FMLA and ADA: Employee Who Takes FMLA Leave, Does Not Return to Work and Retires Has Viable Claims under the FMLA and ADA

In some circumstances when an employer makes work conditions so intolerable, ultimately causing the employee to no longer work for the employer and retire, an employee may still have viable legal claims. In Pallatto v. Westmorland County Children’s Bureau, 2014 U.S. Dist. LEXIS 27008 (W. D. Pa. March 3, 2014), the Plaintiff employee was employed as a case worker for 13 years. The employee was disciplined on a number of occasions for use of sick leave when she informed her supervisors that she was suffering from migraines and sleep problems. Thereafter, the employee applied for leave under the Family Medical Leave Act (“FMLA”) and again informed her supervisors of her headaches and difficulty sleeping and the effect that each had on her ability to perform her job. Ultimately, the employee was diagnosed with lupus; she informed her immediate supervisor and provided a doctor’s note to the department administrator. Thereafter, the employee requested help from fellow caseworkers in completing her work and conducting visits, a common practice within the office. The employee’s managers questioned the legitimacy of the employee’s illness and made comments such as she was not really sick and she should find a job that she was able to perform. The employee was also repeatedly harassed about her use of sick time despite providing doctor’s notes. The employee was advised she would have to work later than the 4:00 p.m. time she previously ended work, even though the employee told supervisors that working past 4:00 p.m. prevented her from taking her medication. Eventually, the employee filed for indefinite leave under the FMLA; did not return to work and she eventually retired from her employment based on a disability.

In Pallatto, the employee filed claims against her former employer under the FMLA, and for disability discrimination under the ADA and the PHRA. The Court found that the employee set forth a prima facie claim for FMLA retaliation by demonstrating she was protected under the FMLA and she suffered a materially adverse employment action causally related to the exercise of FMLA rights because a reasonable jury could find that the numerous employment actions levied against her after she applied for FMLA leave were sufficient to create an overall scenario that would dissuade a reasonable worker from exercising FMLA rights, This evidence included the schedule alteration requiring the employee to meet with clients at times when she was unavailable; an expectation that she keep her case files updated by the day, while other caseworkers were given a month; prohibiting co-worker assistance in completing work even though this was a common practice within the workplace; and her immediate supervisors harassing her about missing work and telling her to quit and find a job she could perform. While the employer offered a legitimate nondiscriminatory reason for its action in that plaintiff was missing visits, making unannounced home visits when no one was present at the client’s home and falling behind with her dictation, the court found that the employee showed that these reasons could be pretextual because disciplinary and remedial measures aimed at the employee were not applied to others within the office. As such, the court concluded that the evidence sufficiently demonstrates weaknesses and inconsistencies in the employer’s proffered reasons for its actions.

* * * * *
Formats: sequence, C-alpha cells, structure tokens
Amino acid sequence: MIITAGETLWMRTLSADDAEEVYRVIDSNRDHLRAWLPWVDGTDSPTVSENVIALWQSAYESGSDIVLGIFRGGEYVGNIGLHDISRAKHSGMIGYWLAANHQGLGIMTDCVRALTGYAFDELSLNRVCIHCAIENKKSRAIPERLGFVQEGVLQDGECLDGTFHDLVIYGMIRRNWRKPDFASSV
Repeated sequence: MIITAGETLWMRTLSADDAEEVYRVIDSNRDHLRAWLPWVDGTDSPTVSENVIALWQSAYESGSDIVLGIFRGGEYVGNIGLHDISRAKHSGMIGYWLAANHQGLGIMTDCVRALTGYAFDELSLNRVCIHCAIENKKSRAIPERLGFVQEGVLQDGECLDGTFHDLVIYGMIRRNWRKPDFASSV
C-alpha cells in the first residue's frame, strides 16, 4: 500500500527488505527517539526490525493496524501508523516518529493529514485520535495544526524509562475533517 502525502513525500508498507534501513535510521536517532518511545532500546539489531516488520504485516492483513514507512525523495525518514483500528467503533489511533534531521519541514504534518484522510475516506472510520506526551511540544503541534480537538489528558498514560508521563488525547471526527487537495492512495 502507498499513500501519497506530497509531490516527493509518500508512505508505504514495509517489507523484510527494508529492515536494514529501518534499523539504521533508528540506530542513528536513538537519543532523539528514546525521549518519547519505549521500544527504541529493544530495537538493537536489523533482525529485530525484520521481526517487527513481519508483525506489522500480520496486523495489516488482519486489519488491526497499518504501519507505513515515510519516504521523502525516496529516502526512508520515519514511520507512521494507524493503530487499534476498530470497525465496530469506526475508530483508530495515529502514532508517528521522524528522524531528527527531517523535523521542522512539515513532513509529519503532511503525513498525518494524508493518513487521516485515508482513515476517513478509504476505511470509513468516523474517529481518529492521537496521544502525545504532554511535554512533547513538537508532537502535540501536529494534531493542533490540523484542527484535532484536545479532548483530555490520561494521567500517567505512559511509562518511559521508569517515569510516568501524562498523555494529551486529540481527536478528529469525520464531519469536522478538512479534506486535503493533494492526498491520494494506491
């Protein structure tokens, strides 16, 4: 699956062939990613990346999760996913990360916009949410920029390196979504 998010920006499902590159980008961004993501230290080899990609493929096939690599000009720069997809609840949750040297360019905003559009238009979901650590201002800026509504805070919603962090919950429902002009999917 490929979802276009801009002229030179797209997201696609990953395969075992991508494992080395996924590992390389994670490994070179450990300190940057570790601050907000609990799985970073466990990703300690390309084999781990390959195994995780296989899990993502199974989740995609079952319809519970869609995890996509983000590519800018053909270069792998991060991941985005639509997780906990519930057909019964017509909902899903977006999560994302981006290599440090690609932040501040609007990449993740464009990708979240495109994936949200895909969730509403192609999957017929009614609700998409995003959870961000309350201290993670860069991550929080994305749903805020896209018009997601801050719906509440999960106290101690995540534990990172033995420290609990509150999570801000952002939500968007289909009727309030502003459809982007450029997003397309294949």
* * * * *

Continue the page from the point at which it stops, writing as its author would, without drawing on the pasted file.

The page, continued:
The Court also found that the Plaintiff employee adduced sufficient evidence to create a genuine issue of material fact with respect to her claim for disability discrimination under the ADA and PHRA because a reasonable jury could find that the employee established an impairment through her FMLA application and her diagnosis of lupus which substantially affected major life activities such as sleeping and concentrating, as her condition affected her sleep and left her fatigued and unable to work. The court also found that the employee’s proposed accommodations, that fellow coworkers be allowed to help her complete her work and be allowed to see children in the morning so that she would not have to work past 4:00 p.m., were reasonable. The court also found that under the ADA, adverse employment decisions include the refusal to make reasonable accommodations for a plaintiff’s disabilities and there was sufficient evidence to support the contention that the employee asked for an accommodation and the employer did not make a good faith effort to assist her. Thus, the court found that because a reasonable jury could find that plaintiff was disabled and a qualified person under the ADA who requested and was denied a reasonable accommodation; and the employer had not identified legitimate reasons as to why plaintiff’s requested accommodations had to be rejected, the employer’s motion for summary judgment with respect to plaintiff’s ADA and PHRA discrimination claims must be denied.

In Pallatto, the court also found that the plaintiff employee produced sufficient evidence to move forward on her claim for hostile work environments because her job was made more difficult and frustrating through the actions of her supervisors, she was required to work a revised schedule that was known to be very difficult for her given her impairment and she also was subject to constant harassment about her illness.

For more information on the Family and Medical Leave Act (FMLA), the Americans with Disabilities Act (ADA) and Abramson Employment Law see,


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Filed under Americans with Disabilities Act - Disability Discrimination, Constructive Discharge, Employment Law, FMLA

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